The adjustment procedure for the UCSB Free-Electron Laser undulators is based on a three dimensional analytical model of the field perturbation, along the undulator's axis, in response to a displacement of any one of the 2n ferro-magnetic pole tips, where n is the number of pole positions (two per period). illustration of hybrid undulator
The longitudinal axis is z, and the transverse axes are x and y with the main field directed along y as shown.

A simple two dimensional analytical model of the unperturbed fields in z and y can be derived by treating the ferromagnetic pole tips as scaler magnetic equipotential surfaces (equivalent to assuming infinite permeability). To solve Laplace's equation, , as a periodic boundary value problem , a region is chosen with an upper boundary represented by the Fourier series

By symmetry, the lower and left potentials are zero and on the right. The solution, by separation of variables, yields the expansion of as a Fourier series in z

For coordinates chosen such that at the upper boundary

where w is the pole thickness,

These relate the hypothetical 0 to the actual B determined numerically. If a single pole tip is displaced by d, then the new fields, by the principle of superposition, can be modeled as the sum of bar B from (1) and from a simple model of dipole fields created by potential surfaces 0 and -0 of width w at the original and displaced tip positions y and y-d. The latter results in

The simultaneous tilt of opposed pole tips generates an x axis field proportionality

These field perturbations are attenuated by the shielding effect of adjacent ferromagnetic pole tips and an empirically derived correction of the form was applied.

Fig. 2 a, b, and c are plots of the perturbing fields as a function of distance from a displaced pole tip.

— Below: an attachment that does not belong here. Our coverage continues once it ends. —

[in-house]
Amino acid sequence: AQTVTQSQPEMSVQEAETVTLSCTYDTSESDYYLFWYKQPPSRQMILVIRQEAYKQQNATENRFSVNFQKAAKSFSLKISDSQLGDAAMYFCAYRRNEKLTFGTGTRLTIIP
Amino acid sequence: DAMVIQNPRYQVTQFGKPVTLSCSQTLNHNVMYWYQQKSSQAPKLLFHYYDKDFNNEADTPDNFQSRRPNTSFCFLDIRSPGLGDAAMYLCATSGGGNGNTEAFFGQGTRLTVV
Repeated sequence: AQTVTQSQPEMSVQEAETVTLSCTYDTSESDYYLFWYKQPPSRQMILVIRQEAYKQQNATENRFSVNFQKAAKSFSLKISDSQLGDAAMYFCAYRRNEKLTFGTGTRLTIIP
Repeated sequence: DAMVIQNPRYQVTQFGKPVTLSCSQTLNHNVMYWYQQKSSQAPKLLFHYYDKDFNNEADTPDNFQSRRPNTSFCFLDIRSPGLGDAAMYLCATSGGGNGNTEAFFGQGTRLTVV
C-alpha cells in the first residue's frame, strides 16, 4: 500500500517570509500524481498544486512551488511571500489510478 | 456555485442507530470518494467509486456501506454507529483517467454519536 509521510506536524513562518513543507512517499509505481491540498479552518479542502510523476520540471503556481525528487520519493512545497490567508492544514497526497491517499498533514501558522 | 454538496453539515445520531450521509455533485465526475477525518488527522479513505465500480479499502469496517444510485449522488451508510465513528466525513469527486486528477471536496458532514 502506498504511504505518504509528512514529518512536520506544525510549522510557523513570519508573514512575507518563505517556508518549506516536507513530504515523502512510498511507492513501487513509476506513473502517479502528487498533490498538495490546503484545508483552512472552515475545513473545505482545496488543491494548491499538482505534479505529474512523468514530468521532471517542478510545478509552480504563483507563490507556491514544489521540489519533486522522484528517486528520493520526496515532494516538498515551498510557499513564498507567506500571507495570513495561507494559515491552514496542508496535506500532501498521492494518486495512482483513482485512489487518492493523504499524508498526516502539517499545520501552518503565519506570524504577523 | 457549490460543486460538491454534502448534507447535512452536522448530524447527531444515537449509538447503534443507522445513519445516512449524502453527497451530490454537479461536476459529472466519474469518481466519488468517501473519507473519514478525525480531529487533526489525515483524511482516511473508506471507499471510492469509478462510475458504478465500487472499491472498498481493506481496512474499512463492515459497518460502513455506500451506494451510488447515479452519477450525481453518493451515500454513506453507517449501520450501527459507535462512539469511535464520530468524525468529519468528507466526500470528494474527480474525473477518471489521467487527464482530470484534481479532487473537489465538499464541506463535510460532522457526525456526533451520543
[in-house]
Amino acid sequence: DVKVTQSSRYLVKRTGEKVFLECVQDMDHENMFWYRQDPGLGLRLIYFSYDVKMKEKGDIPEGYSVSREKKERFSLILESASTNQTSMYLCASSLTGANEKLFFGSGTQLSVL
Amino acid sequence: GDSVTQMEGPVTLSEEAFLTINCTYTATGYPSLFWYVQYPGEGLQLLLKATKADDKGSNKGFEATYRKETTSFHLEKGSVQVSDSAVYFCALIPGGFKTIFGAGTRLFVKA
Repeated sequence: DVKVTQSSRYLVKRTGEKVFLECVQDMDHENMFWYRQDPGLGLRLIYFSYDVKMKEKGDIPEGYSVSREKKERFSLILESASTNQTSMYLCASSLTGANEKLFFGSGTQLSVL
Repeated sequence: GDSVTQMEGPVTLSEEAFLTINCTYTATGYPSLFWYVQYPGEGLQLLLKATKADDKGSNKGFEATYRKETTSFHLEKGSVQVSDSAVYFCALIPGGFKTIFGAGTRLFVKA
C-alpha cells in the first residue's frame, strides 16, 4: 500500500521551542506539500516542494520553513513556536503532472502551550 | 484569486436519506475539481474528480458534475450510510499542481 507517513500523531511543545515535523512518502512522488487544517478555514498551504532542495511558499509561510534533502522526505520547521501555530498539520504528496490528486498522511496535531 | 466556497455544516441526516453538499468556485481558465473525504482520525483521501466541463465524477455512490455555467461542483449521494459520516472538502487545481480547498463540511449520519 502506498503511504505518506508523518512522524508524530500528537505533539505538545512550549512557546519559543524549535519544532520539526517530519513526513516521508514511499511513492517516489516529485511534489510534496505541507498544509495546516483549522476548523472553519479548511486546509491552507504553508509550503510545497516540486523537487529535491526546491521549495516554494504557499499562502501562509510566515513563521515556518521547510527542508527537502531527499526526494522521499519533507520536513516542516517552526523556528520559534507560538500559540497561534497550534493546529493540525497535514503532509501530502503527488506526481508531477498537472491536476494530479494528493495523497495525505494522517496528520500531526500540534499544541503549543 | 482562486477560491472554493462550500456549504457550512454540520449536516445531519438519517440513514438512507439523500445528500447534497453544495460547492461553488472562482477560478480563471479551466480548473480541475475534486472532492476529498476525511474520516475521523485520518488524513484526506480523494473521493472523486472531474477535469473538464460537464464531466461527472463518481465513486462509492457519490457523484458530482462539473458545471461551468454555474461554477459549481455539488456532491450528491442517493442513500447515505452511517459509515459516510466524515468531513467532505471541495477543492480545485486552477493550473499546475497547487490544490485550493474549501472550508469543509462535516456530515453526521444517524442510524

Prior to adjustment, field measurements yield a set of n values of By Bz and Bx. It should be noted that these are sampled at points along the z axis in such a way that errors are minimized. In particular, Bx and Bz measurements are prone to a large error proportional to By sin(alpha) where alpha represents an angular misalignment of the hall chips. Obviously the error is minimum where By is zero, halfway between each pole tip, so that is where x and z samples are taken. In fact, this is where the z field is maximum and must be measured anyway. The resultant pseudo values for the algorithm are then

A set of 2n equations

describes the difference between the desired field Bd and the measured field Bm. The elements , derived from he above analytical model, form a Jacobian matrix J which, upon inversion and multiplication with , yields the simultaneous solution of the 2n equations in the form of the 2n displacements d required to simultaneously correct By and Bz

Although each pole has two degrees of freedom representing in-out and tilt motions, a correlation must exist for the x correction, that is, opposing poles are constrained to tilt only by equal and opposite amounts to avoid generation of a quadrupole field. No provisions have been made for measuring such a field, but in principle, it could be done and another set of matrix elements used to correct it. For our purposes this was deemed unnecessary. To provide the required correlation, a separate J matrix is used for x. In accordance with (2), the final displacement for each screw is

The solution may be considered a quasi-Newtonian optimization, but if initial errors are not more than a few percent, convergence is rapid with about three iterations required.